The MBTA’s Fiscal and Management Control Board on Monday awarded a $1.08 billion design and construction contract for the long-awaited Green Line Extension project, the most concrete step yet for a project once thought to be at risk of falling by the wayside.
The FMCB on Monday approved the contract for GLX Constructors, a joint venture of Fluor Enterprises, Inc., The Middlesex Corp., Herzog Contracting Corp., and Balfour Beatty Infrastructure, Inc. GLX Constructors was the winning bidder with a price offering of $954,618,600, including all six optional additions the MBTA had asked bidders to try to work into their price. The contract award of $1,082,118,600 includes contingency costs.
Over the years, there have been many project setbacks and advances. In 2008, state transportation officials said the project had been “the subject of extensive planning over several decades.” On Monday, public officials again voice optimism about the actually building the rail line.
“Not long ago, many had lost confidence in this project’s future, but thanks to the tireless efforts of the MBTA, MassDOT and the consulting team we are in a much different place,” MBTA General Manager Luis Ramirez said.
The Massachusetts Department of Transportation and MBTA halted the trolley extension project in 2015 after its estimated costs had ballooned as much as 50 percent to $3 billion. During that freeze, consultants and T officials scaled down the scope of the project — platform canopies, some elevators, public art and connections to a community path were removed from the project. Those items were included on a list of six things the MBTA asked contractors to try to provide within the scope of their bid. Last year, MassDOT okayed a $2.289 billion version of the project.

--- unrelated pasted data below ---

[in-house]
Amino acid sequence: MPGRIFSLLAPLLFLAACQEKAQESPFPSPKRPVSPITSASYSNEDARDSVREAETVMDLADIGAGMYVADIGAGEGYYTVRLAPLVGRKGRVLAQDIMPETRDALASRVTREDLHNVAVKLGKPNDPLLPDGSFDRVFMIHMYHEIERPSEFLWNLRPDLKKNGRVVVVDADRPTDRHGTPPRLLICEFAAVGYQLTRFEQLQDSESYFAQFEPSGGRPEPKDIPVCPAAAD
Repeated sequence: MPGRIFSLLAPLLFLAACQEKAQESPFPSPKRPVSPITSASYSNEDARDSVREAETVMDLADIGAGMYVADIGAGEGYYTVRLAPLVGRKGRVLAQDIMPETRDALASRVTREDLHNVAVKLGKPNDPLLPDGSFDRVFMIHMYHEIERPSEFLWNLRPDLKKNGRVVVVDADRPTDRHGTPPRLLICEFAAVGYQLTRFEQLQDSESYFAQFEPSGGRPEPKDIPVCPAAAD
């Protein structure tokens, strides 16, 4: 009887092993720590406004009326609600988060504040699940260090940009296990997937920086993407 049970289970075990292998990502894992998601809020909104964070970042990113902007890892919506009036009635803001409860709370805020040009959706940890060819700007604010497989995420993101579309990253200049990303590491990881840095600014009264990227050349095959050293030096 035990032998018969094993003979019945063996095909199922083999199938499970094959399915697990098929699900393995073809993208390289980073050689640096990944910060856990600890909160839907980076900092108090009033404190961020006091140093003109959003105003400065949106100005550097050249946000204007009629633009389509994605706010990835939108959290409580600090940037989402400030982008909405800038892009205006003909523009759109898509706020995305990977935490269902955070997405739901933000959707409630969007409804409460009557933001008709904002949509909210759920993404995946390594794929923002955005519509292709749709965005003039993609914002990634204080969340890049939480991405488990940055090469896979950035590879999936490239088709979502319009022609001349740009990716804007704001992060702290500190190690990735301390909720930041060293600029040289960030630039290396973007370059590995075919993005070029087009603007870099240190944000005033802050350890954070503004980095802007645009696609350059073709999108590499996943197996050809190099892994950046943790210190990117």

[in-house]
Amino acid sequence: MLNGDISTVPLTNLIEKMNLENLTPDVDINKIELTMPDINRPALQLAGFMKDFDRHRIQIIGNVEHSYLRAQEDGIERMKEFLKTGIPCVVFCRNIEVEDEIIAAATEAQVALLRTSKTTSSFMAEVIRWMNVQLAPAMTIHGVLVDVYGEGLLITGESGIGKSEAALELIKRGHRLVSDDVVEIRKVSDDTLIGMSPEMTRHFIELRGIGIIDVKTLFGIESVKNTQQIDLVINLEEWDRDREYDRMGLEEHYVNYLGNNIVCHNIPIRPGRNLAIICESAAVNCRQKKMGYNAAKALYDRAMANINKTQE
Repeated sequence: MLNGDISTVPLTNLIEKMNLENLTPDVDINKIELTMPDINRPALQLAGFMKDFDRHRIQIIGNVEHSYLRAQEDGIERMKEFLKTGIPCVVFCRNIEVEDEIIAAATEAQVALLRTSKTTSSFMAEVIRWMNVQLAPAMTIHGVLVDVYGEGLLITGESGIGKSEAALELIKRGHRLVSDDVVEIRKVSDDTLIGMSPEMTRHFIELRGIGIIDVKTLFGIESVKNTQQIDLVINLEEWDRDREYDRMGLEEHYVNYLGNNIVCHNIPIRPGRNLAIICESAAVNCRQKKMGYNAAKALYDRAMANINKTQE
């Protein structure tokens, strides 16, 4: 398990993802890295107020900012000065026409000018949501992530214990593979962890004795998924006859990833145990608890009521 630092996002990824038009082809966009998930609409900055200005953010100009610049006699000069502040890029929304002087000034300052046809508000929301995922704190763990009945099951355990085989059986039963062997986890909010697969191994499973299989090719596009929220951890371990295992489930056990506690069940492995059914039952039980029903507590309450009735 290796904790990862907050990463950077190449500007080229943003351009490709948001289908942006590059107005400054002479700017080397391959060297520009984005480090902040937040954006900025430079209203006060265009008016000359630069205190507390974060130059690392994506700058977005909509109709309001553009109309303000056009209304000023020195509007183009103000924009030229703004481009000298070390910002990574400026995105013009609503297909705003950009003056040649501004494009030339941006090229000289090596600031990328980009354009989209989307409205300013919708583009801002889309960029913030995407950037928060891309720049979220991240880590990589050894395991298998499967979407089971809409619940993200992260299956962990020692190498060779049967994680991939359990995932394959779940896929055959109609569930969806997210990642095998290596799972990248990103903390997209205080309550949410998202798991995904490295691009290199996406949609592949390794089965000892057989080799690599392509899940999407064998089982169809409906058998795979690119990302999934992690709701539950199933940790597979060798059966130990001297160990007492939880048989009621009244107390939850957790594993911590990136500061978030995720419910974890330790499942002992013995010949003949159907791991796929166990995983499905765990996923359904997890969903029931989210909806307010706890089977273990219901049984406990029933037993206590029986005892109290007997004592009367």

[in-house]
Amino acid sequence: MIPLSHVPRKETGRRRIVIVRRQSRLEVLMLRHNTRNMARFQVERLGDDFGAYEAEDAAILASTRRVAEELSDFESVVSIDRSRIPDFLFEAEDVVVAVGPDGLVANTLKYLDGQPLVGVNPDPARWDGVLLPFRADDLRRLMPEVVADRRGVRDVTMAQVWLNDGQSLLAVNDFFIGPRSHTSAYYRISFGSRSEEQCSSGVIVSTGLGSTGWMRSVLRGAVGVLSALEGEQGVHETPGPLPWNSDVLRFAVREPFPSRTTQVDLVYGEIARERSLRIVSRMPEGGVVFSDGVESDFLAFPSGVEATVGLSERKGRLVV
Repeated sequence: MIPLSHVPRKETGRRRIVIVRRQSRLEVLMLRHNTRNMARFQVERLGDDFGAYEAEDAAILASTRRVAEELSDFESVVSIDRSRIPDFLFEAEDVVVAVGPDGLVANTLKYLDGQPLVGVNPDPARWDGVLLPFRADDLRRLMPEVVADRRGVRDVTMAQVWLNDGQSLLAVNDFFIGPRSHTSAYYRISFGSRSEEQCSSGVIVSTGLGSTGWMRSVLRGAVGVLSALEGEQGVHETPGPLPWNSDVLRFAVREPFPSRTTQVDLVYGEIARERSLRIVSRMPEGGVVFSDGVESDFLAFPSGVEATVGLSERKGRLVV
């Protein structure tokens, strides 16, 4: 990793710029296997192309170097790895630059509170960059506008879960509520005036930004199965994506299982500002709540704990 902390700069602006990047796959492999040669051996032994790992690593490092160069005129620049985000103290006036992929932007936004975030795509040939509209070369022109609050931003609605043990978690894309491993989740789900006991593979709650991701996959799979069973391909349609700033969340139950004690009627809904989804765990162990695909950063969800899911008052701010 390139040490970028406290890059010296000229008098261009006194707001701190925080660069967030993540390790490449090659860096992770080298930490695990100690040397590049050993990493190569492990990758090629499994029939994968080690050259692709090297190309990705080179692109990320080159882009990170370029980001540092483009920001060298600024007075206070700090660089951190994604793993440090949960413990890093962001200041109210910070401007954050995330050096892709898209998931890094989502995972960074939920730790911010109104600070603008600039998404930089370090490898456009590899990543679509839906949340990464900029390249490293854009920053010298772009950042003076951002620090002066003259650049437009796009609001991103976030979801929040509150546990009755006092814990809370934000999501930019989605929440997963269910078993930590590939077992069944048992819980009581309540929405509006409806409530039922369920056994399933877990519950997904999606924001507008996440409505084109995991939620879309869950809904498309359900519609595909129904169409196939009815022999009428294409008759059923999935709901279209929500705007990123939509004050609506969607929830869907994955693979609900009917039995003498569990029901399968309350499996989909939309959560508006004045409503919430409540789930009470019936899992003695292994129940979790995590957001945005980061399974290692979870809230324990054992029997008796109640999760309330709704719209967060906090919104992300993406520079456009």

Expected to serve 50,000 riders, the Green Line Extension will rebuild the northern terminus of the Green Line in East Cambridge and include another six trolley stations. Somerville and Cambridge, two cities which expect to benefit from the extension, have pitched in a total of $75 million —$50 million from Somerville and $25 million from Cambridge — to pay for the project.
Somerville Mayor Joe Curtatone spoke to the FMCB at its meeting Monday and thanked Gov. Charlie Baker, Transportation Secretary Stephanie Pollack and the administration for sticking with the project.
“It would have been an easy thing for people to bow to political pressure and kick this project to the side. But collectively, you all saw the benefits of the Green Line that it brings, not only to a community that was underserved for generations (and) that has several environmental justice issues, but the benefits this project brings to the entire region and commonwealth,” Curtatone said. “You should be commended. Your approach worked and this project is going to be built.”
FMCB member Brian Shortsleeve, who led the T as interim general manager before joining the FMCB earlier this year, said he hopes the way the Green Line Extension bid process was run — not just going with the lowest bidder but scoring each bid based on cost, value and performance, utilizing an affordability cap and proposing a list of project add-ons — will “encourage us to think actively on how we can do more things like this, new ways of doing business.”
“This is a very different project than the way the T would typically deliver it,” Shortsleeve said.
Project Manager John Dalton has said he expects to give the design-build team the go-ahead, or notice to proceed, on Dec. 11, about two months earlier than originally anticipated. The project completion date is pegged at Dec. 10, 2021, Dalton has said.